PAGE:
The driver decided to take us to his friend, who lived outside of the village. He offered us an amazing deal – room for 1000 bht/night, so we happily said goodbye and went to the nearest house in the village, where we got a nice room with a great view, hot water and bathroom for 300 bht. We couldn’t wait to go to the mountains, so we set off right away. You can either take a songthaew (probably only in season) for the first 2,5 km (if you are not a big fan of hiking) or just walk. It’s not the easiest walk, but if you don’t have any health problems you should be able to walk it up all the way. From the parking where the would take you, it’s only 800 meters more. The views are breath-taking and it was one of our favourite experiences in Thailand. We also had the chance to take about two steps to Laos and take a couple of pictures with the boundary stone. We took probably about 3 pictures before we got into a cloud. We have enjoyed the calmness, views and serenity at the top as we were the only ones there.
We have agreed (or at least we thought we agreed) with our landlord on the 2,5 km ride up to the parking lot the next morning for the sunrise. We couldn’t be more excited! We were drinking beer at out terrace (yes, we had our own one) and we have treated ourselves with eggs made in hot water kettle haha. Yeah, European food is probably the only thing missing, otherwise we probably wouldn’t want to leave this place/Asia ever.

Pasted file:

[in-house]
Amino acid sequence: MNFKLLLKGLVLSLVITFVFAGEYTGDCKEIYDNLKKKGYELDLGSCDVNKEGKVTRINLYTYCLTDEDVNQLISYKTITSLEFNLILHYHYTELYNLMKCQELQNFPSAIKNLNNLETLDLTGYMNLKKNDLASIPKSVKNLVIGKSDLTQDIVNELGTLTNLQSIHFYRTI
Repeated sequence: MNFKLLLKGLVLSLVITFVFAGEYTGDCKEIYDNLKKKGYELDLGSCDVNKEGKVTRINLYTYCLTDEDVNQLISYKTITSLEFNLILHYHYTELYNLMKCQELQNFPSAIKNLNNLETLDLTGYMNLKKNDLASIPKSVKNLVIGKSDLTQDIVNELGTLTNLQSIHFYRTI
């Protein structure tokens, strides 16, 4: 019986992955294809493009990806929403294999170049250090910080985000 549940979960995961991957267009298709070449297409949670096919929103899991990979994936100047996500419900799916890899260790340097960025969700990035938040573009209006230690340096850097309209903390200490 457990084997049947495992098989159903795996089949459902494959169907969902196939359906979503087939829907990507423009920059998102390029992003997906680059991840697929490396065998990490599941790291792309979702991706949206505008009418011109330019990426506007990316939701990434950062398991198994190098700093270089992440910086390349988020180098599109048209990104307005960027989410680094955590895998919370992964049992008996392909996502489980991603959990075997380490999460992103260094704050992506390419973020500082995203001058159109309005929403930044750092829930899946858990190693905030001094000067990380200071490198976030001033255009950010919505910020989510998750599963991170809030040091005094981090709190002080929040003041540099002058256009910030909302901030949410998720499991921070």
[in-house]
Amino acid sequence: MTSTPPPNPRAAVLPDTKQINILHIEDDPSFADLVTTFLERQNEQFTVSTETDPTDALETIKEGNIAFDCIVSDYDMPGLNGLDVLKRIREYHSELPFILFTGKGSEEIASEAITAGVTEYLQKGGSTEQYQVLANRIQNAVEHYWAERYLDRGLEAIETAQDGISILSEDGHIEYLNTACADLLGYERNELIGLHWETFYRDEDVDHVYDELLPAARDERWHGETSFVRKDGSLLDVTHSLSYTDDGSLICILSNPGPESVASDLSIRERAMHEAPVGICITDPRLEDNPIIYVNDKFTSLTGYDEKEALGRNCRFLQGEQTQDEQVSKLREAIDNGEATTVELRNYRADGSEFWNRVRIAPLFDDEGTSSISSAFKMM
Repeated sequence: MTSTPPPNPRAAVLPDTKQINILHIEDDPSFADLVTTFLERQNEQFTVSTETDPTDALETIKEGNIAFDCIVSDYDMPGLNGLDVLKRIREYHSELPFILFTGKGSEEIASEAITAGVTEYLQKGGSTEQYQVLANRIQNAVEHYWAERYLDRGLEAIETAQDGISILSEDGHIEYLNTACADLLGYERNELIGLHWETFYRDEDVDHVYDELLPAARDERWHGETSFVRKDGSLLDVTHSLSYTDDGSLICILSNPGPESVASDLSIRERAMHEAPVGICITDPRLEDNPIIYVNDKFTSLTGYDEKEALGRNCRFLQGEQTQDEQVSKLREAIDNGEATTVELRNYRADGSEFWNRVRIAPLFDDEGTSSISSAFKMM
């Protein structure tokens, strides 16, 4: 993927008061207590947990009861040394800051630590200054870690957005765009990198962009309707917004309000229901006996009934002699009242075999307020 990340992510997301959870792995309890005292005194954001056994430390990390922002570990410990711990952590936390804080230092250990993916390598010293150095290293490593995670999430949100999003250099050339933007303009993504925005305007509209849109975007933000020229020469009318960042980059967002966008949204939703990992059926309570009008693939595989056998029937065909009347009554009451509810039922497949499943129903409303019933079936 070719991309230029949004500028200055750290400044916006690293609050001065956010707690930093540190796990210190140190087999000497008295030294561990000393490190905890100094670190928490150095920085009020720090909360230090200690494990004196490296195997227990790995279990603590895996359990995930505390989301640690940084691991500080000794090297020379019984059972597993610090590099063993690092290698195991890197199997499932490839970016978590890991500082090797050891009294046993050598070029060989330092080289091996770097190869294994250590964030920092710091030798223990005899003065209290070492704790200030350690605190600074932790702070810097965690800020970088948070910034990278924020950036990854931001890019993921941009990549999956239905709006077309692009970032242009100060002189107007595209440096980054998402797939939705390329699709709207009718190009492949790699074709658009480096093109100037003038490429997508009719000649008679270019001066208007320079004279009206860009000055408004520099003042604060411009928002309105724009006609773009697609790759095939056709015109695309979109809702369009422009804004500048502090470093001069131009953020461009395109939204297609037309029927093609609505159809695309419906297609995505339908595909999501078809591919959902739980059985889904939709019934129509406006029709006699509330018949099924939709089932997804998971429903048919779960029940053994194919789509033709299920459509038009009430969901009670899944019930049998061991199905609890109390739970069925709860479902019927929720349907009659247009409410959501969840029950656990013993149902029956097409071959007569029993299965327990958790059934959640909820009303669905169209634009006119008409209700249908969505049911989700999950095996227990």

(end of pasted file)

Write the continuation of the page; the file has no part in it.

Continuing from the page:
At 4:45, our alarm rang and I thought I’m going to die, but with Phu Chi Fah in mind, I got up and was looking forward to the sunrise above the mountains. Well, it was another moment to our “fail” series. After 45 mins we understood, that we didn’t understand and no one was about to pick us up. We went back to bed and didn’t see our landlord ever again.
We exchanged a couple of messages with the guy who took us to Phu Chi Fa, because he was supposed to pick us around midday and take us back to Thoeng. The guy knew we don’t have any other option, so he asked for a lot more money than we agreed to pay and we decided to find our own way back. Not that we wouldn’t have the money to pay for it, but it was a matter of principle. We don’t like being blackmailed.
We walked to the village with a feeling that we have to find someone who will take us to Thoeng for the price we paid to get to Phu Chi Fa, but the village was dead. Noone anywhere. So we realized we have to hitchhike. It was for the first time in our life. Good thing about Thailand is that everyone stops. No one understands, but people stop and try to help you. The first people who took us into their car took us to their home. We were confused, but later on, we realised they can’t read the Latin alphabet. Next people, who could at least read “Thoeng” wrote it for us in Thai. After about an hour a first time going in our direction stopped and we got into a car with a monk. We were squeezed with two other women in the back of the car and received monk’s business card with some mysterious phone numbers on it. Where did we go from Thoeng? Wait for the following article!
Knowledge from Chiang Rai and the mountains:
- Always carry a paper and pen with you. Sometimes one picture is more than a thousand words.
- Not all Thais are nice, but many are, don’t have prejudices!
- Sometimes, the best places are off the beaten path. Don’t worry and go to where most people don’t go. It’s often worth it.
When was the last time you went somewhere off the beaten path and where was it?